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I wrote this to consume valid IPv4 addresses in dotted-quad decimal form:

def dotted_ip_to_num ip
  strings = ip.split('.').reverse
  strings.each_with_index.inject(0) do |sum, pair|
    str, i = pair
    sum + str.to_i * (2 ** (i * 8))
  end
end

But my chain of each_with_index and inject (aka left-fold or reduce) looks clumsy to me.

Firstly, Ruby won't let me match (aka desctructure) the pair yielded by each_with_index like this |sum, str, i| or this |sum, [str, i]|. Did I miss something? So, I do this on a line of its own (line 4.)

Secondly, although the message chain is only 2 messages, is it so complex in this case that I should split it up to do the summation as an extra line, like this?

octets = strings.each_with_index.collect do |str, i|
  str.to_i * (2 ** (i * 8))
end
octets.inject(0, :+)  

Please set aside the improvement of multiplying the accumulator by 256 at each inject/reduce step, as that eliminates each_with_index entirely, and means I won't get the answer to my two main questions.

I also welcome reviews from users of non-Ruby collections libraries. (FYI collect is map in some other languages.)

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3 Answers 3

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Some notes:

  • As you say in your answer, you can unpack block arguments with the syntax |arg1, (arg2, arg3)|.

  • I'd always write parentheses in the method definition, it looks more clear (subjective, of course).

  • Instead of doing two things inside the reduce block, split it in a map + simpler reduce.

I'd write:

def dotted_ip_to_num(ip)
  xs = ip.split('.').map(&:to_i).reverse
  xs.map.with_index { |x, idx| x * (256**idx) }.reduce(0, :+)
end
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  • 1
    \$\begingroup\$ Thanks for spotting my answer at the same time is I posted my comments. I really like the way you split out the tasks so that the multiplication is in the map.with_index - and the reduce step is clearly separate. I also like that map.with_index is more readable than each_with_index.map \$\endgroup\$
    – dcorking
    Jul 22, 2014 at 11:21
  • \$\begingroup\$ What guides you to put parentheses around the method definition parameter? \$\endgroup\$
    – dcorking
    Jul 22, 2014 at 11:22
  • 1
    \$\begingroup\$ It's subjective. My understanding of seeing a lot of Ruby code is that this practice (omitting parens) is being dropped. Calls in DSL-style (Rails for example) without parens, ok. For everything else, I'd write parens. \$\endgroup\$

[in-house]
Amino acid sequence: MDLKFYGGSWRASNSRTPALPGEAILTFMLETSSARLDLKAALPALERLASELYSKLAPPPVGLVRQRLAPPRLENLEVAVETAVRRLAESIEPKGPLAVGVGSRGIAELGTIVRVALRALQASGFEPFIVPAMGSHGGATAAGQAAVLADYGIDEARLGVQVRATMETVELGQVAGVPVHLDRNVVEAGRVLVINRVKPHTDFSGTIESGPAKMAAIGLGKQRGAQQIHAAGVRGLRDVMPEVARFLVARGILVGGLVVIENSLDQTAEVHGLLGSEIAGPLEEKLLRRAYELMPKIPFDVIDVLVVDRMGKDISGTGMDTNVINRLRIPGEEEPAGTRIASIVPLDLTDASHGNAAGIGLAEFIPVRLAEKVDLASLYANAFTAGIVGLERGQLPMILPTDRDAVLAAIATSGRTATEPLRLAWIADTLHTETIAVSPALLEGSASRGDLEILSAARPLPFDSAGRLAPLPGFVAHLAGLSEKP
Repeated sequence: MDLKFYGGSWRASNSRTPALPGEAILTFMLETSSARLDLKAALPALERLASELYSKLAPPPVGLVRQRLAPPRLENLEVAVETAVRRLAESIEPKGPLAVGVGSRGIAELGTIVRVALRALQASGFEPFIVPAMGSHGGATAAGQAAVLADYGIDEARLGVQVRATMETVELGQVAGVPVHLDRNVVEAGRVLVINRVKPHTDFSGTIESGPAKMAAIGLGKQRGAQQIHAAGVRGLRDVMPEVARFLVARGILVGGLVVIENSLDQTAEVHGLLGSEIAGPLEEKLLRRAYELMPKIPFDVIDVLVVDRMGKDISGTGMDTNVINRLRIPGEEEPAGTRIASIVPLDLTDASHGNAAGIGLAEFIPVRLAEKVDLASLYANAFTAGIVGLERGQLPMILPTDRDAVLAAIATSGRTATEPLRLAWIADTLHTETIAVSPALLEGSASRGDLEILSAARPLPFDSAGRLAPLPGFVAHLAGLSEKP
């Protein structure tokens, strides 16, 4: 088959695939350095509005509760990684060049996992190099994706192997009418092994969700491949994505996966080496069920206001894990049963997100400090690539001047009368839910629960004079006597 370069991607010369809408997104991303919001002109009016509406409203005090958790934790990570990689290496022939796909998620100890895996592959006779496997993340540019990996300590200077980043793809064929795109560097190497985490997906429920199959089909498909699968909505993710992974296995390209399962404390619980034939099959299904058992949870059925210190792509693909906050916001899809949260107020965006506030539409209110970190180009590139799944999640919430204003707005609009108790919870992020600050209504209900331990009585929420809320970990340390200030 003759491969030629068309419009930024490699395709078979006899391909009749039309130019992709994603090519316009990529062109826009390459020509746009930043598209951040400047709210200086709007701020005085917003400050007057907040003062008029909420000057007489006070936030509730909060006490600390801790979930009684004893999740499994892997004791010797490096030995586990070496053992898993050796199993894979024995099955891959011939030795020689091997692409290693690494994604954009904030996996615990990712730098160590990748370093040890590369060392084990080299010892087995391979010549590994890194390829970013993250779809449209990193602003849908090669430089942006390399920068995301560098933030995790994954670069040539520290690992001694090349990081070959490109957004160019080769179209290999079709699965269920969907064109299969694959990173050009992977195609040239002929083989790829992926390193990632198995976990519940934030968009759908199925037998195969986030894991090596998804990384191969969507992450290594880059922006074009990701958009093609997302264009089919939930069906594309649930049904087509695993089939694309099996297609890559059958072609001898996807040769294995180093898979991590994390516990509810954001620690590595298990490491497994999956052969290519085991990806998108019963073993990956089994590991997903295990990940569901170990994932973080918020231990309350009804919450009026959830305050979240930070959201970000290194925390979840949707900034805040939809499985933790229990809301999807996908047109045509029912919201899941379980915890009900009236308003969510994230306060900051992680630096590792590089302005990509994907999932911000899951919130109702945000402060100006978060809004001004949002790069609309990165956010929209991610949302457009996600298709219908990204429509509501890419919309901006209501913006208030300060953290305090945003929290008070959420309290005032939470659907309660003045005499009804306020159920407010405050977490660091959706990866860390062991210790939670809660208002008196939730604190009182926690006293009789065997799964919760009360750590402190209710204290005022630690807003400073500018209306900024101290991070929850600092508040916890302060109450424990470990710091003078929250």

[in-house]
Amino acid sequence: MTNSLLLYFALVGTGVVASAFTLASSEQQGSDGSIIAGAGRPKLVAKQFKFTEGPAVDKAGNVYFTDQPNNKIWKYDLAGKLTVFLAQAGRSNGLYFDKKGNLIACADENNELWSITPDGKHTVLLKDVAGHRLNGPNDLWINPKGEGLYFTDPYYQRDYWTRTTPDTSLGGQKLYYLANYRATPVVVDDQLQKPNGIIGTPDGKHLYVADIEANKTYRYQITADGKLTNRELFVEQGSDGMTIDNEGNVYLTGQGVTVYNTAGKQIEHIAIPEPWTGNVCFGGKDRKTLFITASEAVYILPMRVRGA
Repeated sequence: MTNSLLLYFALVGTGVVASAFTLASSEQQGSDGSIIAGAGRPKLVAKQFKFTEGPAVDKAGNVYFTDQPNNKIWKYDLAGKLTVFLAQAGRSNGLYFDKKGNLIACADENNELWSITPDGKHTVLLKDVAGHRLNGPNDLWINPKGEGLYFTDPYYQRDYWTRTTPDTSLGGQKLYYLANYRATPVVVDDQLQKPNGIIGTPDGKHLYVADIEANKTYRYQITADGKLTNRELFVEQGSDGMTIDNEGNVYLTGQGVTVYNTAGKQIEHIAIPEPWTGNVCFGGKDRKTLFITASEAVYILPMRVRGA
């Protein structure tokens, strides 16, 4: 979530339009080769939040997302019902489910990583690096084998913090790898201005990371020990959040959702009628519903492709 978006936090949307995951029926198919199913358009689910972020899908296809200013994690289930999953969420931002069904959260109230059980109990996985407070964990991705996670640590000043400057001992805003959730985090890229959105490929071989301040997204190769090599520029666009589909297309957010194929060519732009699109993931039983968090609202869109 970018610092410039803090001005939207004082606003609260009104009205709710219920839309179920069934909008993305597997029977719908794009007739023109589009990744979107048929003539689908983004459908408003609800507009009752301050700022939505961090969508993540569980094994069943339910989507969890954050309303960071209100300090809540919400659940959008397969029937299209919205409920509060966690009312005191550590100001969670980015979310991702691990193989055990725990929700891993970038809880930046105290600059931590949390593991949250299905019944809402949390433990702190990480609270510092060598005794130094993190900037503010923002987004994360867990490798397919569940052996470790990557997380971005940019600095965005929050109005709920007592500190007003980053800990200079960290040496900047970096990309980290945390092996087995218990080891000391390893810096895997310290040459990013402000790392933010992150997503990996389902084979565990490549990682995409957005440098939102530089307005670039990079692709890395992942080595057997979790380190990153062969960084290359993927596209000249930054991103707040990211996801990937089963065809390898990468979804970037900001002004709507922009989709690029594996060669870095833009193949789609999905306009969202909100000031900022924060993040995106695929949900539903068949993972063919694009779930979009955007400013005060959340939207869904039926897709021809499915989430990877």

– tokland
    Jul 22, 2014 at 11:23
  • 1
    \$\begingroup\$ @dcorking I second tokland's points about parentheses-usage. Some might say it's noise, but I (personally) find it easier to read. Besides, you still have to use parentheses in (chained, at least) method calls, so might as well use them in definitions. But yes, for DSLs omitting them often looks cleaner \$\endgroup\$
    – Flambino
    Jul 22, 2014 at 11:36
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The correct Ruby-way (also Perl and others) is to use pack/unpack, since low-level bytes job is what they are implemented for.

def dotted_ip_to_num ip
    ip.split(".").map(&:to_i).pack("C*").unpack("N")[0]
end
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I found out how to do the pattern match: use parentheses |sum, (str, i)|, thanks to a solution at Codewars. (Where is this documented?) So I can rewrite my code like this, that makes it simple enough to chain 2 message.

def dotted_ip_to_num ip
  strings = ip.split('.').reverse
  strings.each_with_index.inject(0) do |sum, (str, i)|
    sum + str.to_i * (2 ** (i * 8))
  end
end

I then went on to refactor further, so that string handling is in one method chain, and integer handling in another. I think separating types like this makes code in general easier to maintain.

def dotted_ip_to_num ip
  octets = ip.split('.').reverse.collect(&:to_i)
  octets.each_with_index.inject(0) do |sum, (octet, i)|
    sum + octet * (2 ** (i * 8))
  end
end

Finally, in this special case, we can discard the split/collect/inject entirely and use IPAddr from the Ruby standard library:

require 'ipaddr'
def dotted_ip_to_num(ip)
  IPAddr.new(ip).to_i
end
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